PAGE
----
An important component of software quality is efficient Test Management. Test Management is basically the practice of organizing and managing the process and assets required for the testing activity. Historically, test management was done simply using pen and paper, eventually being replaced by word processors and spreadsheets. Cut to present day when a plethora of tools and cutting-edge solutions are available for test management.
However, the principles and best practices of effective test management remain the same. Let’s look at some ideal practices for test authoring.
Test Authoring is nothing but capturing the specific steps necessary to complete a given test. This phase addresses the question of how things will be tested. Well-written and defined tests are easier to understand, execute and maintain. Test Authoring can and should improve visibility, enhance traceability and reduce maintenance.
1) Simplicity and comprehension
A well-written test case is inevitably simple and easy to understand and execute. Keep the tests short as much as possible and self-sufficient. Your tests should achieve a unique, modular, functional goal.
2) Keep real-life scenarios in mind
Think like the end-customer when authoring test cases. It is easy to think in abstraction and miss the big picture when defining your requirements. Fleshing out the exact details for each function and feature will help you identify the requirements for each story.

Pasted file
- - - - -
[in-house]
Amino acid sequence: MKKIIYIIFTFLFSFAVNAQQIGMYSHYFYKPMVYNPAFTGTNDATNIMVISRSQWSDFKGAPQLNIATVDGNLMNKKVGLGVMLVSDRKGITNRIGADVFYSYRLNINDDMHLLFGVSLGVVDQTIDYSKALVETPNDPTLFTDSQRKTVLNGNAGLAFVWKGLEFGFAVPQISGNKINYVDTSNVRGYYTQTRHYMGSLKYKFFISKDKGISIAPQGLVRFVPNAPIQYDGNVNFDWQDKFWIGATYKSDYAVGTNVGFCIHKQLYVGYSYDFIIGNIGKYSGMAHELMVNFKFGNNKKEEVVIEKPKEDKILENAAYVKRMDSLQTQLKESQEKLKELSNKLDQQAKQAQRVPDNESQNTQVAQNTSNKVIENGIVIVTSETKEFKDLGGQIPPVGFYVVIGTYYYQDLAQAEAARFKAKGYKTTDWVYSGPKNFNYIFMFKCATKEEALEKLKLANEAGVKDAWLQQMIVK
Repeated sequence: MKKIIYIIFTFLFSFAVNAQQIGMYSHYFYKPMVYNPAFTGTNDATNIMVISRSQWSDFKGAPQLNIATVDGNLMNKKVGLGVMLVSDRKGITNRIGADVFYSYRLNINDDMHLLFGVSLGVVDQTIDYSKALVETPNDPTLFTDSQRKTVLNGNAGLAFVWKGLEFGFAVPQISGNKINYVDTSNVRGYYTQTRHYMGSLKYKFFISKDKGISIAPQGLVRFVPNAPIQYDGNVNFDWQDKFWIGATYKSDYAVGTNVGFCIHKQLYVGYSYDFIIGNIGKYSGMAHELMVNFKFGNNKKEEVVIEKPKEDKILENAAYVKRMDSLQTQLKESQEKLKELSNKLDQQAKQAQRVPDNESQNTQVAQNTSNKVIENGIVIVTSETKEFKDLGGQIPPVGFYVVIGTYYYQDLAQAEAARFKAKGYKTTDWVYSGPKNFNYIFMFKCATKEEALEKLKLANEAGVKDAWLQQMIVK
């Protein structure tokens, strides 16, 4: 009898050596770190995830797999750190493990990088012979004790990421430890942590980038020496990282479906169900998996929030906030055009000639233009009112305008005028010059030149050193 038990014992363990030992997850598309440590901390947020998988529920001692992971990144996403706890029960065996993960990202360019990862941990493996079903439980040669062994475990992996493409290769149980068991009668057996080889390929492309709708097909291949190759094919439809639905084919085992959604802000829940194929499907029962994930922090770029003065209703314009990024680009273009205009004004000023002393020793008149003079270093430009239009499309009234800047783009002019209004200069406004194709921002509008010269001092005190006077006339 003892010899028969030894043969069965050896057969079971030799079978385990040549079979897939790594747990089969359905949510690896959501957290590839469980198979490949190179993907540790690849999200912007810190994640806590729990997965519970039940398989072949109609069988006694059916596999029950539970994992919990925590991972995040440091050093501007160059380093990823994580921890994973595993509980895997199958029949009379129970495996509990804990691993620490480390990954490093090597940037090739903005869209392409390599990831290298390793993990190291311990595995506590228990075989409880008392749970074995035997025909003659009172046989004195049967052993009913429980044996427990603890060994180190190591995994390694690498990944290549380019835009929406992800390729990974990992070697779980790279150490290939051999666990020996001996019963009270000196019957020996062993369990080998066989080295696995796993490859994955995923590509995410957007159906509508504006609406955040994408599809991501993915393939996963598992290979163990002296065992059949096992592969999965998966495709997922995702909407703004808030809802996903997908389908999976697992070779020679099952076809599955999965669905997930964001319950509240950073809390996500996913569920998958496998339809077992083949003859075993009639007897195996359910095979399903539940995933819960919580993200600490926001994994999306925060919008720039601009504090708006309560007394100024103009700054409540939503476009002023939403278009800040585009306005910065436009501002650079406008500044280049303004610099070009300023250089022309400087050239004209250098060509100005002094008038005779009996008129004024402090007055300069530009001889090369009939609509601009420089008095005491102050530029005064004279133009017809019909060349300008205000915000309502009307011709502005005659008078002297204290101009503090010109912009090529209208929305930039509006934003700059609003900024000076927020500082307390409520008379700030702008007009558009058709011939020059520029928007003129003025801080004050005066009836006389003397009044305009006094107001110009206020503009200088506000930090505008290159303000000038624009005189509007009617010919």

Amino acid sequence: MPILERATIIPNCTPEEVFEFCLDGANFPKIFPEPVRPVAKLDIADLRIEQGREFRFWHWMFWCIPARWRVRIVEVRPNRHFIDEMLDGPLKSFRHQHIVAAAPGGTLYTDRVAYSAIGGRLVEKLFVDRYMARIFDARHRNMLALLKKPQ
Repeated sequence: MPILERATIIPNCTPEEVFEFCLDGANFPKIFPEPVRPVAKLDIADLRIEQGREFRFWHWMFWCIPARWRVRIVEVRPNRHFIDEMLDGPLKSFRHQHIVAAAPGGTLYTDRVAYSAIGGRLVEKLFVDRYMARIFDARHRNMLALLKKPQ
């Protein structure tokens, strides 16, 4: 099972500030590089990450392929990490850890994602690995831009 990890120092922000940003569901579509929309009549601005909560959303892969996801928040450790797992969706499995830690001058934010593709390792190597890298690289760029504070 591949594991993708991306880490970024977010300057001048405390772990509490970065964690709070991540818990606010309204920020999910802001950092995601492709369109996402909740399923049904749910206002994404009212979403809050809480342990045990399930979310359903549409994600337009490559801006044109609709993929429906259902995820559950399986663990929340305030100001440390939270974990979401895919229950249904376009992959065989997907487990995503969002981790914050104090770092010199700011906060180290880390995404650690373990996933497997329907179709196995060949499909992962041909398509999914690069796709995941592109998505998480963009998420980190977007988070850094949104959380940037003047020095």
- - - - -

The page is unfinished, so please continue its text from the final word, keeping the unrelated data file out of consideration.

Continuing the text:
3) Modularity and reusability
There is a prevalent myth that modularity is the prerogative of automated test cases. But it is just as useful and valid for manual testing. Authoring modular test cases enables testers to classify the functionality to be tested into reusable ‘modules’. This approach enhances the maintainability of the test suites and reduces the effort and steps written for each test cases.
4) Start high-level and build details later
It is important that test cases fit into rapid sprints and are ultimately reusable. Test cases should describe what you are testing and the how part should come later. The idea is to start high-level and build the granular, low-level details later.
5) Create an internal standard
Internal team guidelines help teams to write tests in a similar style. If you define your internal standard for test authoring, it will simplify the process of review, audits, sharing, maintaining and re-factoring tests. This is especially true in the context of modern, Agile, distributed and multi-location teams.
Test authoring is at the heart of test design. Creating self-sufficient, modular, reusable and high-level tests enhance the overall structure and traceability. The importance of using the right tool can’t be emphasized enough. The overall ease of use and organization of your tests depends on how best your tool promotes reusability, linkages and traceability. Find out how our tools QMetry Test Management for Jira and QMetry Test Management help Agile teams to test better, faster and more efficiently.